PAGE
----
The only country that has enforced this since the pandemic has been Ireland, which implemented its code of practice in April 2021. They have tried to overcome the challenges that come with a right to disconnect in a post-pandemic working world by not specifying what is considered to be “normal working hours” and applying these rules equally to those who work remotely or in the office. The code of practice also specifically references working across time zones, something that is also becoming more popular with remote working. The code asks firms to manage expectations of employees doing international business, and that these employees need only reply to work emails, calls, and messages during their working day.
However, there are some experts out there that are still sceptical as to whether these right to disconnect policies will work, even if they have been modified for a post-Covid environment. This is especially the case if employees want or need flexible hours just as much as they want or need remote working. Although new right to disconnect codes can accommodate different definitions of “normal working hours”, those employees with less rigidity in their working hours may find themselves left behind when it comes to a right to disconnect.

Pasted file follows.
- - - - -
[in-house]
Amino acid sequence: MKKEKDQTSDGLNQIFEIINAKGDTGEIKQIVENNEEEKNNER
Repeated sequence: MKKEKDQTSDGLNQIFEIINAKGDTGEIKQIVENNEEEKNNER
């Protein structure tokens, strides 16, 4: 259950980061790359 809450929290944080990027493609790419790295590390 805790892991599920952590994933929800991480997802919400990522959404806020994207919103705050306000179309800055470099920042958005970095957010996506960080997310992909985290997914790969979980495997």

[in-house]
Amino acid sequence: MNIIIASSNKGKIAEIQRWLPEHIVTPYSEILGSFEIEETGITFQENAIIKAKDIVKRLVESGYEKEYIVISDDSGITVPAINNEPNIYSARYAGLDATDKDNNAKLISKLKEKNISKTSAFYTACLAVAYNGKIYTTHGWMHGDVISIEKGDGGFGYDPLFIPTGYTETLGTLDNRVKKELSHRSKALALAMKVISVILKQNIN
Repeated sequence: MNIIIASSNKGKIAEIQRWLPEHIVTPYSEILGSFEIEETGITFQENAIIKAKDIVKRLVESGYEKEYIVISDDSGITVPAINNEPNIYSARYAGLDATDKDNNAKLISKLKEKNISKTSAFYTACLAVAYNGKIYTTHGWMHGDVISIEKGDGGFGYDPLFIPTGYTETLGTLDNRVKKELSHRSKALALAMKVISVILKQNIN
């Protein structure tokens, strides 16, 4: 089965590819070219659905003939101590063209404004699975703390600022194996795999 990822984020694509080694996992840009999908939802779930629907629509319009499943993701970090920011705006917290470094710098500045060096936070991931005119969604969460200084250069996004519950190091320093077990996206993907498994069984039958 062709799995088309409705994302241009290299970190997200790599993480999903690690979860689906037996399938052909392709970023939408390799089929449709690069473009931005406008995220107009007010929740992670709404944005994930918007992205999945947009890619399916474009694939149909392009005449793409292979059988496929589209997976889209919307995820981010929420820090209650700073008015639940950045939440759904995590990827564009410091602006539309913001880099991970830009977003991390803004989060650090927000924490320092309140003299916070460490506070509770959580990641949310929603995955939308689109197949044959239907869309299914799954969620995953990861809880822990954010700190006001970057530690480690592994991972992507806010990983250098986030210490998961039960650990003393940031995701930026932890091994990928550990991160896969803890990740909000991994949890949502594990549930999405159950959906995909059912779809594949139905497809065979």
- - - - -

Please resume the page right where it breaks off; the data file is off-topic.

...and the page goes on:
Even if ways to implement the right to disconnect with the way we work now are found, there is the risk that some of the outcomes will be undesirable for employees. Len Shackleton, professor of economics at the University of Buckingham explained to the BBC that if employees are stopped from connecting at certain times, such as evenings or weekends, then “employers are going to want to be damned sure you’re available and fully occupied during your contracted hours.”
Eileen Schofield, a UK employees rights lawyer also warned the BBC that if any new rules come in just as businesses struggle to reset after the pandemic could prompt knee-jerk reactions from employers. She also added that this could cause employers to become more prescriptive with their employees working hours, ultimately damaging the flexibility employees have gained over the past year and a half.
When will the right to disconnect be implemented in the UK?
Despite campaigns from employees and unions, there is currently no immediate plan to implement a right to disconnect in the UK.
However, the government has said that its Flexible Working Taskforce is investigating how hybrid working will work after the pandemic. This investigation also includes examining the right to disconnect.
Schofield herself believes, in order to prevent any damaging knee-jerk reactions, it is necessary to allow employers to wait until the pandemic has well and truly subsided. This way employers can work with their employees to work out what their own “new normal” is going to be, before looking at implementing any right to disconnect practices. Given many companies are still looking at what their new working model will look like post-pandemic, it is likely to be some time before a right to disconnect could be implemented in the UK.